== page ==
Turning on the Light—In the Darkness of Depression

Turning on the Light—In the Darkness of Depression

The sun is shining, the birds are singing and the flowers are blooming. It is a beautiful Spring day. But you could not feel more bleak, more dreary, more isolated, or more depressed. Major Depressive Disorder and its variations are common struggles for millions of people, yet it feels so isolating. Depression is notorious for preventing people from enjoying activities, inhibiting social connections, and fostering despair. The isolating effects and the darkness of depression prevent people from doing what they need to do to manage their mental, physical and spiritual health. Depression can lead to despair, which can lead to suicide. 

Seeking out therapy, support, and taking care of our bodies mentally and physically are important when we suffer from depression. But so often we can forget to address our depression spiritually as well. And understandably so, because depression makes everything harder and clouds our vision. There is much to say about this topic, but let us take this article to look at one avenue for navigating the darkness of depression. 

The evening prayer for Palm Sunday led with Psalm 119:105-112:

Your word is a lamp for my steps and a light for my path. I have sworn and have made up my mind to obey your decrees. Lord, I am deeply afflicted: by your word give me life. Accept, Lord, the homage of my lips and teach me your decrees. Though I carry my life in my hands, I remember your law. Though the wicked try to ensare me I do not stray from your precepts. Your will is my heritage for ever the joy of my heart. I set myself to carry out your will in fullness, for ever.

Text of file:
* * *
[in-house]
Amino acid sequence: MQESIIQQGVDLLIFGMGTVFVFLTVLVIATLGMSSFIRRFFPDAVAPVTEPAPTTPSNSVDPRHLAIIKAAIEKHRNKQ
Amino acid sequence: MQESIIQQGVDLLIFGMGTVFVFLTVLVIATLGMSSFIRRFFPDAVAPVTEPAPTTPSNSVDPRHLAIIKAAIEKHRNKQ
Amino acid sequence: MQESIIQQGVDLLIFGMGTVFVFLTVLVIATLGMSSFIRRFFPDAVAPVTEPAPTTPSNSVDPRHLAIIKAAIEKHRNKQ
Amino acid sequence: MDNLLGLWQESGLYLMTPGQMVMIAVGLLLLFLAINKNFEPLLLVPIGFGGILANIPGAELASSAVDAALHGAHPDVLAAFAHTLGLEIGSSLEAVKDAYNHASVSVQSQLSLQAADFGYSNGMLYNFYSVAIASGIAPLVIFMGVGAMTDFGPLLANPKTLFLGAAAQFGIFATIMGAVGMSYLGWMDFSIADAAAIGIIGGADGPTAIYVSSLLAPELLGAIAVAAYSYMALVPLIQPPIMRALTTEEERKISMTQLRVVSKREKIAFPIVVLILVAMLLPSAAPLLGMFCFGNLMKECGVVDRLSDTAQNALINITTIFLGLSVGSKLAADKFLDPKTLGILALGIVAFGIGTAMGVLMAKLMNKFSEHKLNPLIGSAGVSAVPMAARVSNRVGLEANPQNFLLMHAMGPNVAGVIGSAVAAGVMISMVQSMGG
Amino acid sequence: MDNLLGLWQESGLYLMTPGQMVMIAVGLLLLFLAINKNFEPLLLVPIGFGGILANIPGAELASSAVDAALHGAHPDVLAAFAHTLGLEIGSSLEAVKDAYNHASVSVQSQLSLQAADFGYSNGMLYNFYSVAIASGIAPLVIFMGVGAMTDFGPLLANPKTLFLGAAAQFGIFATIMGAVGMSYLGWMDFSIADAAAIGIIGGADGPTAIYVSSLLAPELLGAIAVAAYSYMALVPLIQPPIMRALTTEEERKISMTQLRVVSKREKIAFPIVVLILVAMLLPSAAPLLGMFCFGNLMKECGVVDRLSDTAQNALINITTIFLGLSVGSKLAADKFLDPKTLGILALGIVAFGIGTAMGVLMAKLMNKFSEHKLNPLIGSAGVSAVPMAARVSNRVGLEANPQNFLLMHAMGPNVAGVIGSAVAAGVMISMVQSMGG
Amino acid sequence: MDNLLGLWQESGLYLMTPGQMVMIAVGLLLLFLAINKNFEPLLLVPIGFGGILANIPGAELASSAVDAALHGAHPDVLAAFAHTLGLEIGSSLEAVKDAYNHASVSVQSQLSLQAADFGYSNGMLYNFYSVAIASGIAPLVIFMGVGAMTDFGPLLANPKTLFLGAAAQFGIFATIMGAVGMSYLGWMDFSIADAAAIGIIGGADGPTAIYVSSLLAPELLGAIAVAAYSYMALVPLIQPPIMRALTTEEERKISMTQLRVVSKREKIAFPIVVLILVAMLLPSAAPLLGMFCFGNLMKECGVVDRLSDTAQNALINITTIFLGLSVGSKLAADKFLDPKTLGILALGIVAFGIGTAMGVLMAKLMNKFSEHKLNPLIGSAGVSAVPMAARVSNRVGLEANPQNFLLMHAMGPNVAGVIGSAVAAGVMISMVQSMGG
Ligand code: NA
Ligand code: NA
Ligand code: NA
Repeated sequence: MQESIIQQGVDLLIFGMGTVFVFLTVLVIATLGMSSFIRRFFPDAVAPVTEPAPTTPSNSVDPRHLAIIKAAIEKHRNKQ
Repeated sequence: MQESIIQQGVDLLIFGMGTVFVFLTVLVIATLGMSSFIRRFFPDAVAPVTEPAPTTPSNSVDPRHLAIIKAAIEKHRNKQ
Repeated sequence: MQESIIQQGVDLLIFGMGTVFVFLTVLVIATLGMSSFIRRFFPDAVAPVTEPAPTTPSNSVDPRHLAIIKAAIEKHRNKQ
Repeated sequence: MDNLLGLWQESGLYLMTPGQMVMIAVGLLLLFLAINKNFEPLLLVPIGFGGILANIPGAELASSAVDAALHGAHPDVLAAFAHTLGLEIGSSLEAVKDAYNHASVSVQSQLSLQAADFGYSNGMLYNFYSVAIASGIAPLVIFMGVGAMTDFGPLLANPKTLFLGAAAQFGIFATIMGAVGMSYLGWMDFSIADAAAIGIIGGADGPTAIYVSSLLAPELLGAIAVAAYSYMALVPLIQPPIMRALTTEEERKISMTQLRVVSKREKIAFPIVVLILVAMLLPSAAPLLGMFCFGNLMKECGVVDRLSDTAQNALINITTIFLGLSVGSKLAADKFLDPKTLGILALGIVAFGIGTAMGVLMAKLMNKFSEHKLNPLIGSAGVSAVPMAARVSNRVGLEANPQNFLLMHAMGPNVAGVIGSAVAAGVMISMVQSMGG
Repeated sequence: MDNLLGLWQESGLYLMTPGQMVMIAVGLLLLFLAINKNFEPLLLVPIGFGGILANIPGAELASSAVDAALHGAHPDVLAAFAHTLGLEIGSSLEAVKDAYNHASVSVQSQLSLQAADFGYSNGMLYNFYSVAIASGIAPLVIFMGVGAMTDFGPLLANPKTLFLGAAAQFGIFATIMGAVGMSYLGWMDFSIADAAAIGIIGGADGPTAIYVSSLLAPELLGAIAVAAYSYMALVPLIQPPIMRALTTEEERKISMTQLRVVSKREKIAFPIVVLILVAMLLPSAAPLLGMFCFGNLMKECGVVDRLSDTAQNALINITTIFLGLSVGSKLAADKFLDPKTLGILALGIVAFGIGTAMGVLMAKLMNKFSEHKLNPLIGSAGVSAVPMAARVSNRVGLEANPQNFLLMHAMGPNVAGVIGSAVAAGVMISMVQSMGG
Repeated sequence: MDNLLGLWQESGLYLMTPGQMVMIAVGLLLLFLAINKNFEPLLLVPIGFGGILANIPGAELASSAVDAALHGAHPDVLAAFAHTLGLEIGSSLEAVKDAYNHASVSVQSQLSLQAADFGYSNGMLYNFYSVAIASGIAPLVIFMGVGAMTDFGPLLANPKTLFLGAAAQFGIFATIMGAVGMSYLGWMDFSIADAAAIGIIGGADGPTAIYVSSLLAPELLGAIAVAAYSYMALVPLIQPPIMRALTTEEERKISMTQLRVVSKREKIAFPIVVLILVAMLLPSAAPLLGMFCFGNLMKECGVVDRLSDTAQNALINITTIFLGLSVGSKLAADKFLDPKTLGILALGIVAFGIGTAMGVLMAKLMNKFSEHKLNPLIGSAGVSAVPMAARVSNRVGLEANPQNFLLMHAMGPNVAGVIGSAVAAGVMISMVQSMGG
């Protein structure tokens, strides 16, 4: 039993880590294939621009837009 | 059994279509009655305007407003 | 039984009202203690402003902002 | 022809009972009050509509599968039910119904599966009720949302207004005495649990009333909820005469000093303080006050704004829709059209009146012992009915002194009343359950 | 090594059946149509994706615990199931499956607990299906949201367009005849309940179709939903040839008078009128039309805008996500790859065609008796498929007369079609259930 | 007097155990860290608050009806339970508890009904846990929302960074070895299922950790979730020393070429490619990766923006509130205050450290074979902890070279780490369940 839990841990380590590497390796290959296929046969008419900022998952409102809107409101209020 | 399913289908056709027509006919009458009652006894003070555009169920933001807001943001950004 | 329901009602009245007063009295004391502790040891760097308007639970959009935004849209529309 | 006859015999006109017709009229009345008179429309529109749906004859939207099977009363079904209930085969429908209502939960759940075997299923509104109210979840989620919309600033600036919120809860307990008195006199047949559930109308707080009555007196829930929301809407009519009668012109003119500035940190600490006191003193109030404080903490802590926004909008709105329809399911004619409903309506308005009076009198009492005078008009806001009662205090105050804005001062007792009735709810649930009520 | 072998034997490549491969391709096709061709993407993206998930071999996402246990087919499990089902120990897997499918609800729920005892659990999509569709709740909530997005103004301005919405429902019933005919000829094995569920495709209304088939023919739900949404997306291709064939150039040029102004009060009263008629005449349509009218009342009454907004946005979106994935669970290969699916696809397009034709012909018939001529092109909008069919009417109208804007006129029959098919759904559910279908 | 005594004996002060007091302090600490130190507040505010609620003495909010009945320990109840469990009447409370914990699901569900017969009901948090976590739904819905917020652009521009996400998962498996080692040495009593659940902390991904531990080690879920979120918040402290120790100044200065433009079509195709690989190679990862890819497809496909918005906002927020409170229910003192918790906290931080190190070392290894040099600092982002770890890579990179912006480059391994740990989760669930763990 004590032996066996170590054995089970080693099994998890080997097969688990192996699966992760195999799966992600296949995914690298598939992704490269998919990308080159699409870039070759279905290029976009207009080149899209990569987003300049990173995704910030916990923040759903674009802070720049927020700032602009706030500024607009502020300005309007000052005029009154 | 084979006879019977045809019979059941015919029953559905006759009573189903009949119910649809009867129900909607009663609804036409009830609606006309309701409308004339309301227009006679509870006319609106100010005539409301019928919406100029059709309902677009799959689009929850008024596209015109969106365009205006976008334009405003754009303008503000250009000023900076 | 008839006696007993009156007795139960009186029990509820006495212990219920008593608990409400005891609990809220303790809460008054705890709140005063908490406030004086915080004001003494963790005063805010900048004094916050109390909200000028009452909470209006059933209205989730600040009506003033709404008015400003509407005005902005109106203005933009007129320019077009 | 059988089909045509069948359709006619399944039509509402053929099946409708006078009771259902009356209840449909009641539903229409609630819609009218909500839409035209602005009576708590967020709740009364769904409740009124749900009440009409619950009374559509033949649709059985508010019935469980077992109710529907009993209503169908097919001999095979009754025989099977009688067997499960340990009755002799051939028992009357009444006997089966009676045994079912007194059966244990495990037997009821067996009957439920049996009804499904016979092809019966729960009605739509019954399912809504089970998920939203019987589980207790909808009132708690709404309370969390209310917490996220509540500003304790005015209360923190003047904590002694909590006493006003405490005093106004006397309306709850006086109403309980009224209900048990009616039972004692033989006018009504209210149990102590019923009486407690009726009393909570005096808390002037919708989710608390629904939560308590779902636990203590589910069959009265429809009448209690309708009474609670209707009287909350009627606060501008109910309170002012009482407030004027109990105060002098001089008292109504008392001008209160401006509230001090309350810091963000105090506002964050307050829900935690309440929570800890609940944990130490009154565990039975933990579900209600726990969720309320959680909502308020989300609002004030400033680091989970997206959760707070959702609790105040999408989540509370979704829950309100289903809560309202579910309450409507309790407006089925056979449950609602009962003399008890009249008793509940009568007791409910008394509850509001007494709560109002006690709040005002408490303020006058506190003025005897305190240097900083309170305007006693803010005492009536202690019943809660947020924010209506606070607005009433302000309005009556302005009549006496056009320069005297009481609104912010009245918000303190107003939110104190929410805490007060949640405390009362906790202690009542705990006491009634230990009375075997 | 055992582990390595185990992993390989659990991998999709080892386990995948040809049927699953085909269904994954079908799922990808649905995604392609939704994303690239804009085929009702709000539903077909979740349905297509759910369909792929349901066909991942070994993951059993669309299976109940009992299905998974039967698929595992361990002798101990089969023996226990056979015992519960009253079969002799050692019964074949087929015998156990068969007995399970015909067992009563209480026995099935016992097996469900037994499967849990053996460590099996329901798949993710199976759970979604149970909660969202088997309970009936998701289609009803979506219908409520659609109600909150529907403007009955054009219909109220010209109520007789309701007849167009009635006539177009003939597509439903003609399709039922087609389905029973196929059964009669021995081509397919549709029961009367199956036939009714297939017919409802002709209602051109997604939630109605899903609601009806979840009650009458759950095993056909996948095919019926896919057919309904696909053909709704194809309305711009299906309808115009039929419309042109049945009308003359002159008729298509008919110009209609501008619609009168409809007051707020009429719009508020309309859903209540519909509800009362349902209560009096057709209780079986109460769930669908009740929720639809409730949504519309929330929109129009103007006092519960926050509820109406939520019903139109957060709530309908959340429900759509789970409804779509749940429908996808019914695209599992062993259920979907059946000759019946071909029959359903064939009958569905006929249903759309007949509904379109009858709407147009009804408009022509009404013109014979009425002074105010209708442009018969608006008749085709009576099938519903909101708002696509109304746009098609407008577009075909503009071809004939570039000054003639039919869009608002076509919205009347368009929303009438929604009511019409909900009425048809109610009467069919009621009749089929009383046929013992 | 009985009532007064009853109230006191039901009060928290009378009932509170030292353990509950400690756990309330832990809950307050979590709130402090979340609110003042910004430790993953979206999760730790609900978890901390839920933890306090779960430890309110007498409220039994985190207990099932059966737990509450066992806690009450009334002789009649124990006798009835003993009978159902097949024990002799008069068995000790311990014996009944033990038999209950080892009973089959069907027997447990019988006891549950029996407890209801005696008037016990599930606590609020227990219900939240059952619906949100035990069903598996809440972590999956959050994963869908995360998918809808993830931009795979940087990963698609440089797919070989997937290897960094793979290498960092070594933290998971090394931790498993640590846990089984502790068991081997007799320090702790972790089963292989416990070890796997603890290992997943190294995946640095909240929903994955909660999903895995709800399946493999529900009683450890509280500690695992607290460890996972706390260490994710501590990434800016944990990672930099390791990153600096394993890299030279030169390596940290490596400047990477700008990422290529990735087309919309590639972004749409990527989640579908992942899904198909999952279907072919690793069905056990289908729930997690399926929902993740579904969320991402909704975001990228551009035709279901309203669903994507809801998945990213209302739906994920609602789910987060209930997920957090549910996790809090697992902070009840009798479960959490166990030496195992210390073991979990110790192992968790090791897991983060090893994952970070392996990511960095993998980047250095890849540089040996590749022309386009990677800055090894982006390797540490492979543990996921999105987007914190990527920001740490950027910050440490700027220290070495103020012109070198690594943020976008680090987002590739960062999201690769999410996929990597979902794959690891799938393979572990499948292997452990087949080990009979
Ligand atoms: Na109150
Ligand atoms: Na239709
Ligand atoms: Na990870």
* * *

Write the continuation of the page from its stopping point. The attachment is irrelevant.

If we take the time to pray this Psalm slowly, we can see how it can assist us when we are in the darkness of depression. “Your word is a lamp.” Not, “Your word will take away my depression.” It can be so hard to do the things we know will help us when we are depressed. But, if we are to navigate the darkness spiritually, we need God’s word. It will be our light. We often get stuck at this step as well because we long for relief and when we do not get that after reading the bible or praying we become discouraged and are too quick to abandon God. We cannot think that our depression will disappear if we just read our bible or pray. While God could take away our depression, for most people, it is not so simple. 

Secondly, “I have sworn and made up my mind.” We need conviction. In the darkness of depression we must be committed to relying on God’s word as our light. If we fail to be in the word, to be in prayer, we must recommit ourselves. We must make up ours mind to carry God’s light with us. We cannot be so quick to disregard our spiritual health.

Next, when the pain of depression tries to snare us, we ought not stray from God’s ways. Depression can lead us to engage in unhelpful behaviors, alcohol, drugs, sex, stress eating, etc. We start to skip church and stop reading the bible as we encounter discouragement and despair. These are some of the wicked snares of depression. When we find ourselves here, we must remember to go back to the light of the word. Go to confession, ask for the sacrament of Anointing of the Sick, speak to a priest, ask for help in praying. Giving in to feelings of loneliness and isolation will continue to ensnare us in depression.

Lastly, “I set myself out to carry out your will.” Yes, God has a plan for us. Even in the darkness of depression, God has a plan for us. “I set myself out” is key. This is a journey. It is a process. This life is full of trials, disappointments, challenges and depression. We would not leave for a long trip unprepared and we ought not be unprepared to deal with depression. If we are unprepared, we will get lost. We must set ourselves out to carry out God’s will. With the light of God’s word in hand.

So many people get stuck in depression, become ensnared, and abandon their faith. It can be hard not to! The chronic nature and weight of depression can be crushing. But, we have to do our part to prepare ourselves. God may not take away our depression. Oh that he would! But what he does give us is a light for the journey. And that is his word. Prayer, the sacraments, the saints, devotions, and each other. Living with depression is a journey of suffering. But on the way, we can and will grow closer to God. We will have to commit and recommit ourselves time and time again as our weakened human nature causes us to fall and abandon the light. But God has not abandoned us. We need to turn back to the light and carry it with us. Commit and recommit. Turn on the light.

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Written by
Alexandra Bochte